The rest of this book will explain this in more detail, but my point here is that the copies are many, and the message is one. Many people have used a pen to write Scripture, but only an act of God could have produced the Bible we have before us today. ( For a good article on this read https://www.thegospelcoalition.org/article/the-difference-between-original-autographs-and-original-texts/)


The most convincing book of prophecy in the Bible, in my opinion, is Isaiah, which is sometimes called the Fifth Gospel because of how clearly it predicts the coming of Jesus. It’s agreed upon by historians, non-Christians included, that Isaiah was written around 700 years before Christ. And if you know anything about Jesus, I dare you to read Isaiah chapter 53 and try not to think of Jesus. We have a preserved copy today of the writings of Isaiah dating back to 125 B.C in the form of the Dead Sea Scrolls, that you can see for yourself (and read if you learn the language). (Check out http://dss.collections.imj.org.il/isaiah#1:1)

Isaiah wrote about Jesus, His virgin birth, His betrayal by Judas for a few pieces of silver, and His self sacrifice – 700 years before Jesus was born! Isaiah is far from the only prophecy that points to Christ. In fact all of the Old Testament is full of allusions to Jesus. Something must be said of the evidence we have of predictions of Jesus long before he ever walked the earth. 

Please don’t miss what I have written above: Jews and other Non-Christian historians who even don’t believe Isaiah is describing Jesus, will still confirm that the copies of Isaiah we have date back at least 125 years before Jesus lived. In other words, it doesn’t even matter if those copies have been meddled with; even if they were meddled with somehow, they were meddled with in 125 BC! It’s what they say that is astounding, but you’ll have to read Isaiah for yourself.


Both Jews and Christians share the same Old Testament (Tanakh) and though we believe different things about it, we agree that the text is largely the same. This is actually helpful because it shows that the text that we have was not grossly manipulated after Christ to somehow make the Scriptures fit some new beliefs. Jews and Christians just interpret the same Scripture differently. The Jews have the same text and yet they still do not believe that Jesus is who the Scriptures are talking about. They are still waiting for the “Messiah,” the savior-king, “the Christ.” This helps prove that we have the Bible God wants us to have. Two religions! Same text! That’s amazing. As mentioned earlier, Jesus told His followers to uphold the ancient Jewish texts because they were all about Him. (Matthew 5:17-19, Luke 24:27) So Christians are motivated to keep what the Jews have preserved because Jesus, a Jew, said to preserve it. It would be unchristian to alter the Jewish text. And the Jews who don’t believe Jesus is the Messiah believe we just have it wrong. I hope you can see how amazing and helpful this is to the authenticity of what we have available in the Old Testament part of our Bible, which is most of the Bible.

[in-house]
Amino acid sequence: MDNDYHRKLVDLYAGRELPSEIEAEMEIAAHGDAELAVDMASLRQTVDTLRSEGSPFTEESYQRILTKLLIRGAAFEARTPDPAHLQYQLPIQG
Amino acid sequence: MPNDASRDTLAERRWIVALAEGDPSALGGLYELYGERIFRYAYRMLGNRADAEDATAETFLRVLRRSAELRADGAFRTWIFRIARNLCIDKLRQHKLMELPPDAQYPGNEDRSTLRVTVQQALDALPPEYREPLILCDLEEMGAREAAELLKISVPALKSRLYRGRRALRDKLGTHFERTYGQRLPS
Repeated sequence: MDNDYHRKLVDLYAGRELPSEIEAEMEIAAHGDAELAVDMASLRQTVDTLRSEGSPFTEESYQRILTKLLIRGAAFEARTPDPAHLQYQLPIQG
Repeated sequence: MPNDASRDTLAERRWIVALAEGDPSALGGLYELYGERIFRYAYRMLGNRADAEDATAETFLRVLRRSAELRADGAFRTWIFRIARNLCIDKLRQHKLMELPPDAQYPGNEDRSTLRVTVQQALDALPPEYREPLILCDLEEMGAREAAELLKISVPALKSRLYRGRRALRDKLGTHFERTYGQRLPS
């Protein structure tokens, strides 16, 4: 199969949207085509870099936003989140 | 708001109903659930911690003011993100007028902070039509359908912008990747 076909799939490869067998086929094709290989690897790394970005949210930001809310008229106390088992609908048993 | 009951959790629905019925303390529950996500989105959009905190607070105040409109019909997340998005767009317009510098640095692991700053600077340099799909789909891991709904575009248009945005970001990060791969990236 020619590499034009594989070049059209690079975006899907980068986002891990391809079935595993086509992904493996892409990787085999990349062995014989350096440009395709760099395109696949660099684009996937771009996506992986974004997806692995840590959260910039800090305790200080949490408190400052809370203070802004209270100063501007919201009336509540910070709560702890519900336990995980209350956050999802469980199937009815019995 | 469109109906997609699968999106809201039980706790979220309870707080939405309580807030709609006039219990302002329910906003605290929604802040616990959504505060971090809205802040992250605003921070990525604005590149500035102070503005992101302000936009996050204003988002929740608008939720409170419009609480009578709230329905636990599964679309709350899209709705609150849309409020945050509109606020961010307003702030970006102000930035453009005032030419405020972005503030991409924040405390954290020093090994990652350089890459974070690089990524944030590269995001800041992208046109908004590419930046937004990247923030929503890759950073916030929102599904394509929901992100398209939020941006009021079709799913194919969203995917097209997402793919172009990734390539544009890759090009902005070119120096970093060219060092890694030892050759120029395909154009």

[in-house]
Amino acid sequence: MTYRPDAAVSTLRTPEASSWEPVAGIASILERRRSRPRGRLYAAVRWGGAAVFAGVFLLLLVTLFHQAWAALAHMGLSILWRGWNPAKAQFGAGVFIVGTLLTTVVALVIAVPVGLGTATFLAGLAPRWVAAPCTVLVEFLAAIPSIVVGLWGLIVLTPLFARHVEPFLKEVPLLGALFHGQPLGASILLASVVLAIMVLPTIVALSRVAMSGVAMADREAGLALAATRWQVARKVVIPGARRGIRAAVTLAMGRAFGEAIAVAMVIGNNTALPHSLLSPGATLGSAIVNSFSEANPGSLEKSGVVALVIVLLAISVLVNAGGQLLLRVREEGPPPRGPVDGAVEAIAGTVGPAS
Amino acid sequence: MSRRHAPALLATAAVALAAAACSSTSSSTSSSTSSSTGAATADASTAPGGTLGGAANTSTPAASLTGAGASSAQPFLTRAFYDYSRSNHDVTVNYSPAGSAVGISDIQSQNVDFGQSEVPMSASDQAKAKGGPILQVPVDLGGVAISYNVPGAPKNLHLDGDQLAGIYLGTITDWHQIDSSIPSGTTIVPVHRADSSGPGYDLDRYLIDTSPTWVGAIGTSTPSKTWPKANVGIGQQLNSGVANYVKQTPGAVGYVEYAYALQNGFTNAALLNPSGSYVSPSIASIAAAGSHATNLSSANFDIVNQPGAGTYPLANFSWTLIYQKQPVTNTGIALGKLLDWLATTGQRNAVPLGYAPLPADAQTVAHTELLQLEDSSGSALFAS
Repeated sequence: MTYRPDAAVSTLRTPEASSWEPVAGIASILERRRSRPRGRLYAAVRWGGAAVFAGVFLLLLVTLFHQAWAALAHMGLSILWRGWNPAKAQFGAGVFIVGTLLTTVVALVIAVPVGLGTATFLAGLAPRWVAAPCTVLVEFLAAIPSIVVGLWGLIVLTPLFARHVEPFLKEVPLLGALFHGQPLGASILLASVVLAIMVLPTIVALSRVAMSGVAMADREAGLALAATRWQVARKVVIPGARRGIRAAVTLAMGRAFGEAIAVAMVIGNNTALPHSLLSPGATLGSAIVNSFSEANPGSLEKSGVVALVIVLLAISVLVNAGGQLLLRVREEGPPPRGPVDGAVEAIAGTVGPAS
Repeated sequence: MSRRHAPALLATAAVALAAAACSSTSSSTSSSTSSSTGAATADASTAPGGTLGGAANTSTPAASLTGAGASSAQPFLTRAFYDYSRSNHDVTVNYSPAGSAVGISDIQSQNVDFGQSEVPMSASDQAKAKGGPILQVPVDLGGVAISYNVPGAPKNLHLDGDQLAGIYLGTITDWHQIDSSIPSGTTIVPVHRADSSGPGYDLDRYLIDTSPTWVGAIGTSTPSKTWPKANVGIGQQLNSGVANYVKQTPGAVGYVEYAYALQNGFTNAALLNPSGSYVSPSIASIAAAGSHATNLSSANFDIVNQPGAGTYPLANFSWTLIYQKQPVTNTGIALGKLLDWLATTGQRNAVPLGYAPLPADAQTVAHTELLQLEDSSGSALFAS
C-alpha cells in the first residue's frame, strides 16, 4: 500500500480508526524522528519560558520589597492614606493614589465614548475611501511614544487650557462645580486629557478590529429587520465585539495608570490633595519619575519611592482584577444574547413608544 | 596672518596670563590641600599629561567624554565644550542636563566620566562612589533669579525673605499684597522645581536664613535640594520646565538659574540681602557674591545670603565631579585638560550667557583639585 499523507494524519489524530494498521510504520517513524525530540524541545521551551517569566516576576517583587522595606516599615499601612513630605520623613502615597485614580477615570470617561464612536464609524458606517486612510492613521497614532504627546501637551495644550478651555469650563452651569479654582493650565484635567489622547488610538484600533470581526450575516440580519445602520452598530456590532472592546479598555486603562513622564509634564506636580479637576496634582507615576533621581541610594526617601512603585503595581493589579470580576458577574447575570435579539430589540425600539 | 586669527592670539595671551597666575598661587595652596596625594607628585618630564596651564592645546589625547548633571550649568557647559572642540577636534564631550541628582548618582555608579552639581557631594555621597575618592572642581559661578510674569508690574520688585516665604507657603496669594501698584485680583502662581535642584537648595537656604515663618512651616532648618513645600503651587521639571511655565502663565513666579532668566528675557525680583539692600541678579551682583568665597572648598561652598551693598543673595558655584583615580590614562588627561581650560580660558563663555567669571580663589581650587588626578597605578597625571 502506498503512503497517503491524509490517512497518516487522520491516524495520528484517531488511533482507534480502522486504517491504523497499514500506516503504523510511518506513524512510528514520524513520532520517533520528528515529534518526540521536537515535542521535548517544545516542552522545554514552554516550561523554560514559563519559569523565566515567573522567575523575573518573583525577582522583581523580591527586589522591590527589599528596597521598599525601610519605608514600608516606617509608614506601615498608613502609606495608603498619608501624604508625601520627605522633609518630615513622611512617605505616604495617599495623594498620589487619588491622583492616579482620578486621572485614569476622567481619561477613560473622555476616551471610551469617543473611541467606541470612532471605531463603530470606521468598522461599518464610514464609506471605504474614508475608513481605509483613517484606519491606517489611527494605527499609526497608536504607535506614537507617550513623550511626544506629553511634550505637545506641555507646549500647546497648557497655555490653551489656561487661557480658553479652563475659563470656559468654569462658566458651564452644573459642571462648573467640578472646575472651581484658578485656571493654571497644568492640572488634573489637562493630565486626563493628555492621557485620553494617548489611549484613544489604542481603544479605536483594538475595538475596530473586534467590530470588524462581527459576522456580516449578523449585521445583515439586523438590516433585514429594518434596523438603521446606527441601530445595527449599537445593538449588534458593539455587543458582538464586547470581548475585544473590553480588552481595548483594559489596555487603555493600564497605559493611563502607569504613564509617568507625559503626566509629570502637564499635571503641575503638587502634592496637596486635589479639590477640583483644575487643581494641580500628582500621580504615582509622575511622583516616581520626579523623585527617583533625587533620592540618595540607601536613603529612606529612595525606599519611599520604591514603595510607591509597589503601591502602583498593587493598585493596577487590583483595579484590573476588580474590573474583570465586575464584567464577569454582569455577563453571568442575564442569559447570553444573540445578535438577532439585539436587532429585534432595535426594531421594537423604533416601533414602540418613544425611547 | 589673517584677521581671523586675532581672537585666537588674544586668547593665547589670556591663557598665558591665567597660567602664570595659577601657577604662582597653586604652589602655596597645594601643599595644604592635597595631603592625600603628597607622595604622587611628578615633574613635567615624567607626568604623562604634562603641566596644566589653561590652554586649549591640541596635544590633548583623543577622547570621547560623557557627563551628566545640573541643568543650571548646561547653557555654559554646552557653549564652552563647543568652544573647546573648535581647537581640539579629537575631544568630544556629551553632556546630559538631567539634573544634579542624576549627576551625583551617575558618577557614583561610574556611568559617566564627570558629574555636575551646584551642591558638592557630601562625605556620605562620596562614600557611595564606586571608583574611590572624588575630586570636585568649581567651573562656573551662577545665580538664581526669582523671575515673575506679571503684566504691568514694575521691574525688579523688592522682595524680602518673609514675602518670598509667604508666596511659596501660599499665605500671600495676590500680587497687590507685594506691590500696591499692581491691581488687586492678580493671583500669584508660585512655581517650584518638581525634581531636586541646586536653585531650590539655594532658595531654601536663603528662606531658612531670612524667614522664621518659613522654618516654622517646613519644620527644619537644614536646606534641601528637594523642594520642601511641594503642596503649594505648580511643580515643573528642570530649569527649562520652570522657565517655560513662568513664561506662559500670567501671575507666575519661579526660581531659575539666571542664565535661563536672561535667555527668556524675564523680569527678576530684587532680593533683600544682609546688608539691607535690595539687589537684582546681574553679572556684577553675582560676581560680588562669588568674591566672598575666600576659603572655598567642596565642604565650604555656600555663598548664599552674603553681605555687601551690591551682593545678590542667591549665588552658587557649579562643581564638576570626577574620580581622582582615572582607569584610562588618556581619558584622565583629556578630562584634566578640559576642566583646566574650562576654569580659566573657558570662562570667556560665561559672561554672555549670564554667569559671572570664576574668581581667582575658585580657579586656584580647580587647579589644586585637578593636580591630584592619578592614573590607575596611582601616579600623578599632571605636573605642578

Eye Witnesses

In The Case for Christ written by Lee Strobel, a former lawyer, he speaks about how the Gospel records of Matthew, Mark, Luke, and John are like written eye witness accounts in a courtroom. He points out that some court cases today are resolved with no other evidence but eye witness accounts, and he points out how strong a role those play. 

Matthew, Mark, Luke and John are four books in the Bible that specifically record the life and teachings of Jesus. One of the things that always struck me when I first read them was that they are all telling the same story. I remember thinking to myself as a teenager, after I read Matthew, and started reading Mark, “didn’t I already read this?” And I still had yet to read Luke and John which also repeat a lot of the same, but in a different way. There is no other book I know with so many authors repeating the same information. This is important because it’s easy for one person to make up a story, but it gets harder to keep a made up story straight when you add more authors to the mix. 

This is why police interrogate criminals separately about a crime. When criminals are separately making up lies about the same event, it becomes obvious that lying is happening when the stories differ on the key parts of the story. What is shocking about Matthew, Mark, Luke and John is that they might differ on little details, but they all clearly agree about who Jesus was and what He taught. But they are obviously written by different people with different perspectives. 

For example, what were Jesus’ last words on the cross? Both Matthew and Mark record that Jesus said “My God, My God, why have you forsaken me?” (Matthew 27:46 & Mark 15:34) but Luke and John don’t. Luke records that Jesus said, “Father, forgive them, for they know not what they do,” (Luke 23:34) but none of the others record that. John records that Jesus said, “It is finished,” (John 19:30) and again, none of the others record that. So who is right? Did someone hear incorrectly, or did He say all of those things? While I think there are great answers to those questions, the point is that the various accounts that the original authors wrote are still intact, and yet the theme of them and the entire Bible is still strong in all of them. One amazing example is that the Old Testament speaks of the “Messiah” (Hebrew for anointed one) and the New Testament introduces us to “Christ” (the Greek word for anointed one). Matthew, Mark, Luke and John all say that Jesus is that anointed one, the Christ. They all clearly agree on this, and this is a most important detail. (Matthew 16:15; Mark 8:29; Luke 9:20, John 5:18)